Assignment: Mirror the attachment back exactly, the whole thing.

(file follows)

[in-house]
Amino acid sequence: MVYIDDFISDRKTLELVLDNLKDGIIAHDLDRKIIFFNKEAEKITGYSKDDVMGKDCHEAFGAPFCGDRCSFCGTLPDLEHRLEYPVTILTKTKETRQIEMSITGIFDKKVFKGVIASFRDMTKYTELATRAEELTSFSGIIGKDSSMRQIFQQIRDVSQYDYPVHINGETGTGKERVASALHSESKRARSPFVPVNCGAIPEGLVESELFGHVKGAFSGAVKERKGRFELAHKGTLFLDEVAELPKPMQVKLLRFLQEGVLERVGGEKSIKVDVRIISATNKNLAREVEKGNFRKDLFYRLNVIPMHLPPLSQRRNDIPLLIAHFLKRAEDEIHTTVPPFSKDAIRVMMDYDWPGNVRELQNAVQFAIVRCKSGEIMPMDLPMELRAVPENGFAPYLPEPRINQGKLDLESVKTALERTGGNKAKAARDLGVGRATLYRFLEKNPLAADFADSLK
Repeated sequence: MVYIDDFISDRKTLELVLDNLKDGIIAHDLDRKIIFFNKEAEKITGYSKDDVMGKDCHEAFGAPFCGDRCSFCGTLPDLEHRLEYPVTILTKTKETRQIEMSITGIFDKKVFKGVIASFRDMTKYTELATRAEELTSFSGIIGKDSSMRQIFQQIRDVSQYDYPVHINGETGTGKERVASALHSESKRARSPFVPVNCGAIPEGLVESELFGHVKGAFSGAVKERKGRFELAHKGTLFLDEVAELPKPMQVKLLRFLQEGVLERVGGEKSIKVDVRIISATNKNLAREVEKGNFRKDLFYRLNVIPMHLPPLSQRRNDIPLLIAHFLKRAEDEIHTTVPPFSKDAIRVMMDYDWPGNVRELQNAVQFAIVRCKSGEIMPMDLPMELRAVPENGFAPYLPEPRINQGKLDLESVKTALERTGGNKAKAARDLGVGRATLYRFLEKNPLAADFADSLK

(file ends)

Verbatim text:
[in-house]
Amino acid sequence: MVYIDDFISDRKTLELVLDNLKDGIIAHDLDRKIIFFNKEAEKITGYSKDDVMGKDCHEAFGAPFCGDRCSFCGTLPDLEHRLEYPVTILTKTKETRQIEMSITGIFDKKVFKGVIASFRDMTKYTELATRAEELTSFSGIIGKDSSMRQIFQQIRDVSQYDYPVHINGETGTGKERVASALHSESKRARSPFVPVNCGAIPEGLVESELFGHVKGAFSGAVKERKGRFELAHKGTLFLDEVAELPKPMQVKLLRFLQEGVLERVGGEKSIKVDVRIISATNKNLAREVEKGNFRKDLFYRLNVIPMHLPPLSQRRNDIPLLIAHFLKRAEDEIHTTVPPFSKDAIRVMMDYDWPGNVRELQNAVQFAIVRCKSGEIMPMDLPMELRAVPENGFAPYLPEPRINQGKLDLESVKTALERTGGNKAKAARDLGVGRATLYRFLEKNPLAADFADSLK
Repeated sequence: MVYIDDFISDRKTLELVLDNLKDGIIAHDLDRKIIFFNKEAEKITGYSKDDVMGKDCHEAFGAPFCGDRCSFCGTLPDLEHRLEYPVTILTKTKETRQIEMSITGIFDKKVFKGVIASFRDMTKYTELATRAEELTSFSGIIGKDSSMRQIFQQIRDVSQYDYPVHINGETGTGKERVASALHSESKRARSPFVPVNCGAIPEGLVESELFGHVKGAFSGAVKERKGRFELAHKGTLFLDEVAELPKPMQVKLLRFLQEGVLERVGGEKSIKVDVRIISATNKNLAREVEKGNFRKDLFYRLNVIPMHLPPLSQRRNDIPLLIAHFLKRAEDEIHTTVPPFSKDAIRVMMDYDWPGNVRELQNAVQFAIVRCKSGEIMPMDLPMELRAVPENGFAPYLPEPRINQGKLDLESVKTALERTGGNKAKAARDLGVGRATLYRFLEKNPLAADFADSLK